Comments by representatives of regional groups, including local chambers of commerce, are critical to the process of redrawing political boundaries, the California Chamber of Commerce told the Citizens Redistricting Commission last week.
“Where people work and for what types of businesses is a critically important consideration when you get about drawing the lines,” Martin R. Wilson, CalChamber executive vice president, public affairs said at the 14-member commission’s January 27 hearing. His presentation was part of an economic sector panel.
The CalChamber was actively involved in the redistricting process when the current maps were drawn in 2011. The CalChamber also was an early supporter of the measures assigning the task of drawing new political maps for the state Assembly, Senate and Board of Equalization districts (Proposition 11) and Congress (Proposition 20).
Wilson credited the commission’s outreach plan for correctly viewing communities of interest that, among many factors, include the sharing of common social and economic interests.
“Employees and business owners have many shared interests, including how they get to and from work, whether there are sufficient employment opportunities to provide a true skills marketplace, as well as access to the same sources of news and information,” Wilson told the commission. “We hope you will take these interests into consideration when creating maps.”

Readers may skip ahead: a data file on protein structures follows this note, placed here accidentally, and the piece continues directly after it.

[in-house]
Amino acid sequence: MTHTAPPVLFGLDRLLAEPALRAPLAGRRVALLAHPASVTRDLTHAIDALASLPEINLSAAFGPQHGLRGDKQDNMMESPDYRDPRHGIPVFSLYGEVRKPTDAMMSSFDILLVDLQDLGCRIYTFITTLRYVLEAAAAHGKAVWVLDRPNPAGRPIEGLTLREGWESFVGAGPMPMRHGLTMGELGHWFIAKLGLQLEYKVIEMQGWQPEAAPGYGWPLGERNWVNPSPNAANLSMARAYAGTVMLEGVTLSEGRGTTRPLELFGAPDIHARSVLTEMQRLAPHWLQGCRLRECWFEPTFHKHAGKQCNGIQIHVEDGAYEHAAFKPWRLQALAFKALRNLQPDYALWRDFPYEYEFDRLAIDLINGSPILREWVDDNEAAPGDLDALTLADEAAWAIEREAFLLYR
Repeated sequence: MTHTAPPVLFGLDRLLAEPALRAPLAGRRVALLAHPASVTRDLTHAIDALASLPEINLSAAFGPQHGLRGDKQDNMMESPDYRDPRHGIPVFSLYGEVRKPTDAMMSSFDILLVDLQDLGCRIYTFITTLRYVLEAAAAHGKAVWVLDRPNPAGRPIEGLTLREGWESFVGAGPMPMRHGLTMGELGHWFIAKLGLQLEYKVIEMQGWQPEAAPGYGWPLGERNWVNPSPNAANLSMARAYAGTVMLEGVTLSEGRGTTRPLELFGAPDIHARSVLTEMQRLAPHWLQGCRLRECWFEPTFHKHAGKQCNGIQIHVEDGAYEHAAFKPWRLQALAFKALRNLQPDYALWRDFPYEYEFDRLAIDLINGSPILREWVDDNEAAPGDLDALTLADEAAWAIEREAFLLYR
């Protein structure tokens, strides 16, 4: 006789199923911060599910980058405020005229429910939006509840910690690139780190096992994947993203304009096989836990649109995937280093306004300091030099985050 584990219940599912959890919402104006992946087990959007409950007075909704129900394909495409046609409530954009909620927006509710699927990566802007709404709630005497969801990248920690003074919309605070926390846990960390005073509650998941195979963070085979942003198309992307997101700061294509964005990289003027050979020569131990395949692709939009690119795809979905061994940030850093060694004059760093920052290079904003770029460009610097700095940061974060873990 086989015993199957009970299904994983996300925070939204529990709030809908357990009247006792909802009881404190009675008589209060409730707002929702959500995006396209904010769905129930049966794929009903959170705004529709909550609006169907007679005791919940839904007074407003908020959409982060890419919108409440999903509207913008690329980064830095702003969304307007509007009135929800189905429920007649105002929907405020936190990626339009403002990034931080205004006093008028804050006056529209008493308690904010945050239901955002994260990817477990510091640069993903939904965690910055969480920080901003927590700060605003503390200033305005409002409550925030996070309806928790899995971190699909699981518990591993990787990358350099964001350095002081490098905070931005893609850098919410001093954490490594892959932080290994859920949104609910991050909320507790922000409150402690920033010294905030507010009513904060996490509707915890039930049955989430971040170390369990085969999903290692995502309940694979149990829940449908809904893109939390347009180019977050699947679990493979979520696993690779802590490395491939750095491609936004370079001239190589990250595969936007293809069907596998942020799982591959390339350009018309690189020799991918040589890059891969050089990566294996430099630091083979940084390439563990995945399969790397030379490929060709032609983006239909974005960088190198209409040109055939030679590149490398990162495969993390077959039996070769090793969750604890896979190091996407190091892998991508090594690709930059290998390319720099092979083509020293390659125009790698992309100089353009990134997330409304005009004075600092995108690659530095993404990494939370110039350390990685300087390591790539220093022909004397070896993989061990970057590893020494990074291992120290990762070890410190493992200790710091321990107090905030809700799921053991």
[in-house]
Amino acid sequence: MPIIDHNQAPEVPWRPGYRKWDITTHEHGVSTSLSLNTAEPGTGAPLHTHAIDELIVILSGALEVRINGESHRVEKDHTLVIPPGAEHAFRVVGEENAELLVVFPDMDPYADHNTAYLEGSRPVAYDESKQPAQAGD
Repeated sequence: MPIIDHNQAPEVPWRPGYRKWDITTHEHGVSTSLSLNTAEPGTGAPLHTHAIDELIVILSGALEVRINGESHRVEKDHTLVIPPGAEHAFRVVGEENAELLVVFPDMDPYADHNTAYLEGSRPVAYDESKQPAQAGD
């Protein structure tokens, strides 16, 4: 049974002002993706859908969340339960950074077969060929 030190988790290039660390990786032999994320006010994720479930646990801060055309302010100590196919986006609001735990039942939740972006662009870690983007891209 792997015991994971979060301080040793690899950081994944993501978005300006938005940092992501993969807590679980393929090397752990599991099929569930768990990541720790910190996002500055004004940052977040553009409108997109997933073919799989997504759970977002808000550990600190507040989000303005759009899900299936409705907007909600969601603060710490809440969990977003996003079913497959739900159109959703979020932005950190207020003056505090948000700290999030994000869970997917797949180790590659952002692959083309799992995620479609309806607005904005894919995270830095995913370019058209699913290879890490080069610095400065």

The regional chambers in the CalChamber’s statewide network, Wilson commented, “are the ones best able to speak for the businesses they represent.”
Local governments, he added, will be conducting their own redistricting processes and will have useful data to share with the commission. “Among the many insights they will bring to the table may be how to avoid unnecessary splits of counties,” he said.
For example, he told commissioners, the 2011 Senate maps split two counties among six districts, “creating several districts that defied logic.”
Given the bipartisan nature of its political activities, the CalChamber works “equally hard to elect both Republicans and Democrats to the Senate and the Assembly,” Wilson explained to commissioners. “Fairly drawn legislative districts are a critical component to ensuring that the greatest number of Californians have their voices heard in the State Capitol.”
Lessons from Last Round
Ten years ago, Wilson said, the commission’s schedule was “too ambitious—too many meetings that perhaps shed heat but not light.” He emphasized that it is important for the commission “to convene regional meetings in a virtual format but not be weighted down by a lengthy process.”
He continued, “The most valuable public input will come when the tentative maps are presented.”
He suggested the commission develop draft narrative justification plans for public review at the same time as the first draft maps. The narratives, he commented, will assist with public understanding of the maps, especially the descriptions of communities of interest.
Videos and agendas of the commission meetings are available on its website at wedrawthelines.ca.gov/viewer/.